His conclusion is rather bleak but I don't disagree with anything he is saying. Here are a few excerpts:
The U.S. budgetary problems, the pay-as-you-go system, the revenue estimates obtained for the anti-tax-haven bills, and the proclivity of some members of Congress to focus on tax enforcement and compliance directed at U.S. taxpayers concealing money abroad ensures that the anti-tax-haven bills will constantly be appended to appropriations legislation in this session of Congress and in future sessions. There are so many anti-tax-haven initiatives and the lack of actual reciprocity by the U.S. government, as opposed to the rhetoric, may well lead to dispute resolution proceedings soon and to disagreements within the international initiatives of the OECD and FATF, as a result of the perceived lack of a level playing field.
A global trend toward criminalization of tax compliance and enforcement will continue.... Governments will continue to try to privatize tax enforcement by deputizing FIs and service providers regarding reporting, ethics, and a range of other requirements. Criminal investigations and prosecutions of noncompliant institutions and service providers will continue.
... Disagreements are likely to continue among the OECD and developing countries about the proper financial architecture, not only in tax policy, but also financial regulation. If possible, the G-8 countries will try to continue to centralize decision-making in elite informal groups, such as the G-20, the Financial Stability Forum, and the OECD and the groups it controls, such as the Global Forum on Taxation.
... OECD and Latin American governments, including the United States, Argentina, Mexico, and Brazil, will continue to impose sanctions through blacklists and countermeasures against small financial center jurisdictions, both unilaterally and through international organizations (for example, the OECD and IMF) and informal groups (for example, G-20, FATF, and Financial Stability Board), even though small-state offshore financial centers do a much better job of enforcing the prohibition on anonymous companies and bank accounts than do large OECD countries, and the United States is the main offender in failing to enforce the international standards prohibiting anonymous companies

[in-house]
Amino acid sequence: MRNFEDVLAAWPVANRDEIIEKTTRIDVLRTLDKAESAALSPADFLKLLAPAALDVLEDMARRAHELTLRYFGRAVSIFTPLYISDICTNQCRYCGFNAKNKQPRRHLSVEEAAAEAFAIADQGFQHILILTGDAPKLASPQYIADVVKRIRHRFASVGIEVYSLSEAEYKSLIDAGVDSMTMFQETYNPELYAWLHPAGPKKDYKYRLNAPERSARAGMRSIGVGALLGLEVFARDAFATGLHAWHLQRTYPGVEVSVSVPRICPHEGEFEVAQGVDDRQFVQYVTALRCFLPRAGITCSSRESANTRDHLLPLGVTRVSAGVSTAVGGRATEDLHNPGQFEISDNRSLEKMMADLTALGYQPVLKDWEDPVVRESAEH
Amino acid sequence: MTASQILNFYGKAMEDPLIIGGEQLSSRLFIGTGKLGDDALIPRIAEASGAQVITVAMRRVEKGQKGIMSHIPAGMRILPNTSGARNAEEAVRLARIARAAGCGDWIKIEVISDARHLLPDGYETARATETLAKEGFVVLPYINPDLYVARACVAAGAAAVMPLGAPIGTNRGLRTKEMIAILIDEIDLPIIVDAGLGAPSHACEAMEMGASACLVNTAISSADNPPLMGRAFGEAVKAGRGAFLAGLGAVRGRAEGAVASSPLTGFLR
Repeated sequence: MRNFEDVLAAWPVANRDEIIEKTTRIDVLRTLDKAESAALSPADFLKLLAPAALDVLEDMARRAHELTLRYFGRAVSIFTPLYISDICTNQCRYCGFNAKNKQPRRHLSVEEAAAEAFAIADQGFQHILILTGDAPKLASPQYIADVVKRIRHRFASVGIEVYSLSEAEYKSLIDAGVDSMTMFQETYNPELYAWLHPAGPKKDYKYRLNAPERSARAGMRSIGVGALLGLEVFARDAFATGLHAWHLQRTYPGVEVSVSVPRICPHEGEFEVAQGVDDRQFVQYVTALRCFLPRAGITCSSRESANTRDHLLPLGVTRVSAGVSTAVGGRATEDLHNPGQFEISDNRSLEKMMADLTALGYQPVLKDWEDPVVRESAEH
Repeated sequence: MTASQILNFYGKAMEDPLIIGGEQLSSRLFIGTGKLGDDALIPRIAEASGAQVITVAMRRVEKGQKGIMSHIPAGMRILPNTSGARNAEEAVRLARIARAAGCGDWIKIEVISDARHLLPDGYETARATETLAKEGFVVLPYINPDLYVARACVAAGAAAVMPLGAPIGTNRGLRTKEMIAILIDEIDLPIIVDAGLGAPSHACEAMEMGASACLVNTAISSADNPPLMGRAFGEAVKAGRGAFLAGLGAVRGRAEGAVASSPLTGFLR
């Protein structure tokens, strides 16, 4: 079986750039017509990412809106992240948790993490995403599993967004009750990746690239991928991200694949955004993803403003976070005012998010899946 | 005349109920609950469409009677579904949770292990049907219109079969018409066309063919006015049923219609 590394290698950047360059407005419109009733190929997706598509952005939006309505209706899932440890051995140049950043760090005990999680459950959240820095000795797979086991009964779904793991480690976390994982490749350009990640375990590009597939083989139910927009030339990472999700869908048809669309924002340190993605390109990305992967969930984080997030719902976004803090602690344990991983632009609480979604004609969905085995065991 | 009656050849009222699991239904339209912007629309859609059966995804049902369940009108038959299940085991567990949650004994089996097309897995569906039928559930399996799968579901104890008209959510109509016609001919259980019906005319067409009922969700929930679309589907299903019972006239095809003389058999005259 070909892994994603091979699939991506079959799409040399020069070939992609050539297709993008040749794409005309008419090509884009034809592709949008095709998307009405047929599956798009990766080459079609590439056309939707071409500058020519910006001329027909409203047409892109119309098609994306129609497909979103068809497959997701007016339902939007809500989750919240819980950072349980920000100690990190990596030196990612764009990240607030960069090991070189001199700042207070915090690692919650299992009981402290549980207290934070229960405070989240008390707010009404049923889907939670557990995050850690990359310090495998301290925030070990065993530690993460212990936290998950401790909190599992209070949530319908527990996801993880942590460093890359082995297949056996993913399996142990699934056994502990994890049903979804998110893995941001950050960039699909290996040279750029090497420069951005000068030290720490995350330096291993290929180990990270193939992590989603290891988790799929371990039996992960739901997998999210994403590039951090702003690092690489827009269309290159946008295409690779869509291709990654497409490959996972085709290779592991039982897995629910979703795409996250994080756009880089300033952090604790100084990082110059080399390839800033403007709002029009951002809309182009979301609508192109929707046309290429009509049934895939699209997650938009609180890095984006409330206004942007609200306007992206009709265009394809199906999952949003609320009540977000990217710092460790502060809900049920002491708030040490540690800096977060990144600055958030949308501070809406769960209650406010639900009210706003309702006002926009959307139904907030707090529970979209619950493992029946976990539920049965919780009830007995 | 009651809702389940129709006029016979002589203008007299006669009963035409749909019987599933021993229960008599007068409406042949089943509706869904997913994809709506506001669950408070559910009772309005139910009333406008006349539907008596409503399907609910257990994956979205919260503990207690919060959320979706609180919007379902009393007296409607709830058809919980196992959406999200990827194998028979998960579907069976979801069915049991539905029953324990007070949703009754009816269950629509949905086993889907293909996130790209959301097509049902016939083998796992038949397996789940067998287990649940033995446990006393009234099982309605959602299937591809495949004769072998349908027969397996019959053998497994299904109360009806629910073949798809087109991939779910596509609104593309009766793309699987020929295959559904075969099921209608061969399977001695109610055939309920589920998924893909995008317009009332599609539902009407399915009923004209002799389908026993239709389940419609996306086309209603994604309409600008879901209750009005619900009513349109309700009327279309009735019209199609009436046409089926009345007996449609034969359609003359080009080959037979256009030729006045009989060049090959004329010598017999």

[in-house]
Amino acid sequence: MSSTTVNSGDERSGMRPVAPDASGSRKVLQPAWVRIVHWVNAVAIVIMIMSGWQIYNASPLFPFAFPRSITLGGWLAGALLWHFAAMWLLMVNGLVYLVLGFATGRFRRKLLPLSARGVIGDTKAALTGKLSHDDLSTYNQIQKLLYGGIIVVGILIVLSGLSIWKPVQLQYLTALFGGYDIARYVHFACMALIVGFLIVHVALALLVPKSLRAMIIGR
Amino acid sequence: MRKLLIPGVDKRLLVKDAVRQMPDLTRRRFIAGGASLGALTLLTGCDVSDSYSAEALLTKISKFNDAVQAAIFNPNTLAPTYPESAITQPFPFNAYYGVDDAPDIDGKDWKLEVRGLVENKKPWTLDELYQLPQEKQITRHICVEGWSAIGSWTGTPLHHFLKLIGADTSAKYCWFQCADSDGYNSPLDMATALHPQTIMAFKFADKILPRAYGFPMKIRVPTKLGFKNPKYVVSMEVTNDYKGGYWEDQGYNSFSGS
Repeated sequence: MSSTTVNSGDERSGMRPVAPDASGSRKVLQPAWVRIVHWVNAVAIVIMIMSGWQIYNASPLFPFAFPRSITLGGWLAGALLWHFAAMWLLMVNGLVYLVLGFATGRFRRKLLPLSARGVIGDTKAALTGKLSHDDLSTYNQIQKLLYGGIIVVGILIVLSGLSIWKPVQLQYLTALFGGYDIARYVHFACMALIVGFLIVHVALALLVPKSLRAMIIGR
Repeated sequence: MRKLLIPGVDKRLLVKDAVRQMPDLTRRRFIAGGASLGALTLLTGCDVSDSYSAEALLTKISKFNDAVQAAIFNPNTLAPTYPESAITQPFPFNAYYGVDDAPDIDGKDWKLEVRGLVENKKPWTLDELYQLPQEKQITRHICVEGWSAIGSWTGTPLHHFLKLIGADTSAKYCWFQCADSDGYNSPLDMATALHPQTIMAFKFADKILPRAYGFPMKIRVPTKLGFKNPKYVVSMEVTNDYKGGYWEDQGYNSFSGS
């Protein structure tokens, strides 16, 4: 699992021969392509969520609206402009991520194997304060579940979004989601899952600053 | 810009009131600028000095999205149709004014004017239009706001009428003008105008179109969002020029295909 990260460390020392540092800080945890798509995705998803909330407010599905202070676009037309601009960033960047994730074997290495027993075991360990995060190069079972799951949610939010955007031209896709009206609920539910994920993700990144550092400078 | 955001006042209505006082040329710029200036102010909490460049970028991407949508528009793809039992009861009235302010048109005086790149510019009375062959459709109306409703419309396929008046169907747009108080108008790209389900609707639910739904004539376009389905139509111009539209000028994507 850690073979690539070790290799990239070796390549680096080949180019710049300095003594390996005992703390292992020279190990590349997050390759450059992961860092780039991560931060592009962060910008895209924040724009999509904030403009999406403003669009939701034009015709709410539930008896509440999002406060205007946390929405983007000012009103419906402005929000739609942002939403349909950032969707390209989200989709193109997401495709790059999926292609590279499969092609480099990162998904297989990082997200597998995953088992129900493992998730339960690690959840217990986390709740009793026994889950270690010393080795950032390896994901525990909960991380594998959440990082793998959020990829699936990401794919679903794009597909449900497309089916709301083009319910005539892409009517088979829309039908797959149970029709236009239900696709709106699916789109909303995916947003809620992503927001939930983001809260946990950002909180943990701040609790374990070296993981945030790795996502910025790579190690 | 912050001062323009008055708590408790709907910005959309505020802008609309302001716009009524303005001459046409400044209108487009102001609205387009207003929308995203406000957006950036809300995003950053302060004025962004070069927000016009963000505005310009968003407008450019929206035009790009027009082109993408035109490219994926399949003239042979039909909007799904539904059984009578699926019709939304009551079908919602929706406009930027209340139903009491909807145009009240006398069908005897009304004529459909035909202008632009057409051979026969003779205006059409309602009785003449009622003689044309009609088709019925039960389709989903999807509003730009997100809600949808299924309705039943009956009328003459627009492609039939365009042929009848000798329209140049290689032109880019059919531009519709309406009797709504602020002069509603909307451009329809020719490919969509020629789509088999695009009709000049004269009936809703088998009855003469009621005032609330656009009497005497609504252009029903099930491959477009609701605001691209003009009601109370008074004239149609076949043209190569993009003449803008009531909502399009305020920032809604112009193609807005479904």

The biggest potential impediment to the United States achieving its global tax priorities is the political gridlock, especially regarding the budget, spending, raising taxes, and raising the debt limit. ...
The upshot of globalization and increased penalization of international tax and money movement flows is increased pressure on financial intermediaries, including lawyers, trust companies, banks, accountants, and other wealth management professionals who must advise clients. Increasingly, tax authorities, law enforcement, and regulators will be acting to obtain information and bring administrative and criminal cases for reporting violations, nonpayment, nonfiling, and allegedly fraudulent activities, or conspiracy to do the same.All in all this is a tremendous resource for anyone wanting to understand information exchange from the US perspective. I hope that others will undertake similar analyses for other countries, so that we can start to understand what tax information exchange actually looks like now, and what it will likely look like going forward. The combination of non-reciprocity, a starved administration, and political gridlock in the US with a continued policy jealousy on the part of the US and its close "elite" allies that Bruce describes portends deep trouble ahead for the rest of the world, especially as these countries continue to reserve their own rights to act as tax havens.